Bring Tomorrow’s Weather Indoors With Tempescope

Posted On Wed, March 2, 2016 By

Posted On Wed, March 2, 2016 By In Design, Products, Technology

Weather in New York is anything but predictable these days, with 60-degree days followed up by below-freezing winds. But while fluctuating temps have been irksome, we’ve found a fun little gadget that makes unpredictable weather a serene and beautiful thing. Meet Tempescope, an ambient physical display devised by Ken Kawamoto that physically visualizes impeding weather conditions like rain, clouds and lightning. The minimal device is designed to receive weather forecasts from the Internet and reproduce the next day’s sky inside your home.

In addition to being the inventor of the Tempescope, Tokyo-based Ken Kawamoto is a software engineer and maker. He created the gadget’s first prototype a few years ago as a weekend project using $1 shampoo bottles. According to his site, his aim was to “always have the sunshine (and occasional tropical thunderstorms) of the Okinawa isles in the living room.”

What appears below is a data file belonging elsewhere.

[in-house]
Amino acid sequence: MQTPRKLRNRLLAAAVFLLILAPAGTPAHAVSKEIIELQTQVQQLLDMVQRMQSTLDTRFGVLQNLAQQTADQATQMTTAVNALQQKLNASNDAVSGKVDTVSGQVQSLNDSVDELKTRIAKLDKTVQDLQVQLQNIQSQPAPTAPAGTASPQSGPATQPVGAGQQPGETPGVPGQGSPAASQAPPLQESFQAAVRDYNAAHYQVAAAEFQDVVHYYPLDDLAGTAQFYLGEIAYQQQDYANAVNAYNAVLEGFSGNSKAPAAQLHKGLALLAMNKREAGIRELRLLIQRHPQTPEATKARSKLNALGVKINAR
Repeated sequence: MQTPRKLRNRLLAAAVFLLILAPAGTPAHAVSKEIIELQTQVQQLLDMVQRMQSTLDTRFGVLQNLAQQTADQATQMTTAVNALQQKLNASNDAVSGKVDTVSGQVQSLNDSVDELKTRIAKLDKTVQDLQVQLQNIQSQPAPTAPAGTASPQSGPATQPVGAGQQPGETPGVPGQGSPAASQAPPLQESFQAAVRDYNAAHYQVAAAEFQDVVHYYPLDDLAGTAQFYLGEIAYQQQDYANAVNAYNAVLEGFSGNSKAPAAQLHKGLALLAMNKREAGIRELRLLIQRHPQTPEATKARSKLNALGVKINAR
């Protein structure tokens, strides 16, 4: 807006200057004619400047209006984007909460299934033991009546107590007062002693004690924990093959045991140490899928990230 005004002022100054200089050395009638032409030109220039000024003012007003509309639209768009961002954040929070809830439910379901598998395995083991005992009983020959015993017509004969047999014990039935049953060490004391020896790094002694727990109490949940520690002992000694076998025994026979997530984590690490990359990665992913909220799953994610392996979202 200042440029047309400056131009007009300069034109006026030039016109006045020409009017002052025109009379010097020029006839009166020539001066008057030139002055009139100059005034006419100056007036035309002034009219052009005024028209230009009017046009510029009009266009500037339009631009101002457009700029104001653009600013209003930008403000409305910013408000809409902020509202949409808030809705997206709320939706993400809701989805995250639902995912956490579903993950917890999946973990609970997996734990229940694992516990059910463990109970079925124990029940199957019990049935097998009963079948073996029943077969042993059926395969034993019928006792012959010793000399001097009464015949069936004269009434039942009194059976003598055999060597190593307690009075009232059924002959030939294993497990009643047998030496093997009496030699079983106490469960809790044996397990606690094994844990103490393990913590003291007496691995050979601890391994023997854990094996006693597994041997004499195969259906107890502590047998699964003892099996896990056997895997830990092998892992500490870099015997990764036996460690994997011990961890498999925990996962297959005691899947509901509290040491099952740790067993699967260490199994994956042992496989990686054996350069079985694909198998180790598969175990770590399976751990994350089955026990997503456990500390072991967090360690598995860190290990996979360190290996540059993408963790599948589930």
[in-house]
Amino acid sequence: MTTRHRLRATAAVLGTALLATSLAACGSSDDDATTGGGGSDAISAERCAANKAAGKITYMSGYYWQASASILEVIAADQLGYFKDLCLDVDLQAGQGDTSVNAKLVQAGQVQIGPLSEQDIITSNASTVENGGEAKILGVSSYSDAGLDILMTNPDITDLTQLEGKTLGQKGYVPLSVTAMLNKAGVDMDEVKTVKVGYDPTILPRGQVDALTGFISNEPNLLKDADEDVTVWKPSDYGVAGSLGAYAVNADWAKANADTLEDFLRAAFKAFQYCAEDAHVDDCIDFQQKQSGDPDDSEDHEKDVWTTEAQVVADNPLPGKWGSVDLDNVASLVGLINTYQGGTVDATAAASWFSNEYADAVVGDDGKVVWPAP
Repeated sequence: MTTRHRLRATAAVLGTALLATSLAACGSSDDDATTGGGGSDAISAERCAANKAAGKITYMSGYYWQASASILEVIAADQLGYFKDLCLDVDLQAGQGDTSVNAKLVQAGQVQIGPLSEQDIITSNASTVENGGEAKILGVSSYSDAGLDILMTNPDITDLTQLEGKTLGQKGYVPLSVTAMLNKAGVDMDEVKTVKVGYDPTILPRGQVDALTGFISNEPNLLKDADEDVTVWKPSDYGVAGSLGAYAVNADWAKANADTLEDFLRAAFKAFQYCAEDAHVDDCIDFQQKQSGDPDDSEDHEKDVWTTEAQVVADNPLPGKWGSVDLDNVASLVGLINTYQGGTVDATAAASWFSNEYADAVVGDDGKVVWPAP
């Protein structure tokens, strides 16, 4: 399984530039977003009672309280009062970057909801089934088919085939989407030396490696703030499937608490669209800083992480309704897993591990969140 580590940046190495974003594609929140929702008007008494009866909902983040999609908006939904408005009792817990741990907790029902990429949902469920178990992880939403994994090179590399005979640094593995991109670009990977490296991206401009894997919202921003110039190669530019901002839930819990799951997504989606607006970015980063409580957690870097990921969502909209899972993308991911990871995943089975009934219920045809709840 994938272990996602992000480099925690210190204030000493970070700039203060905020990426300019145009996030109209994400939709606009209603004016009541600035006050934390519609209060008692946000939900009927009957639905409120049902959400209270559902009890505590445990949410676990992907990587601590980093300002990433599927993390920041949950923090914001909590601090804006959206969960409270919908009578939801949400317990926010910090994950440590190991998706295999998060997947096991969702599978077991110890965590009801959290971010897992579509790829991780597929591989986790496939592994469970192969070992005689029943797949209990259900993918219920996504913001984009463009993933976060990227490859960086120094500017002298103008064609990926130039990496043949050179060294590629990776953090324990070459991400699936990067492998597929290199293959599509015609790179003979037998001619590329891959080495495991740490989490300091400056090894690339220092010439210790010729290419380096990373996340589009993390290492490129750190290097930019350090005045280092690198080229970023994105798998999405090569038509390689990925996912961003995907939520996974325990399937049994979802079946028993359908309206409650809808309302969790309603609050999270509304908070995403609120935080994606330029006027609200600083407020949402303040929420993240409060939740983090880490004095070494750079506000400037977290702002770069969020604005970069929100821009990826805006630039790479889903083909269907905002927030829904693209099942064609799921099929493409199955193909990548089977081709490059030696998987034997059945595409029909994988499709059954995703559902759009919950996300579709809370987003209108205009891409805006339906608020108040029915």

Ken Kawamoto, weather device, Tempescope, Visualize Tomorrow's Weather With Tempescope, DIY, weather forecast, OpenTempescope, LED light

Tempescope can be placed on a shelf or bedside table or be used as a doorstopper. It features a built-in LED light that illuminates the crazy weather conditions happening within.

Ken Kawamoto, weather device, Tempescope, Visualize Tomorrow's Weather With Tempescope, DIY, weather forecast, OpenTempescope, LED light

Golden sunshine, heavy clouds, light rain and storms are all part of this gadget’s range. The sleek tower can also be set to give you forecasts from other locations as well.

Ken Kawamoto, weather device, Tempescope, Visualize Tomorrow's Weather With Tempescope, DIY, weather forecast, OpenTempescope, LED light

For the moment, the device isn’t for sale, but Kawamoto and his team are in talks with potential manufacturers and distributors.

In the meantime, if you’re up for a cool DIY weekend project, you can build a Tempescope yourself! Kawamoto created an Open Source version (OpenTempescope) that can be easily built by anyone with basic tools.

Learn more about Tempescope here.

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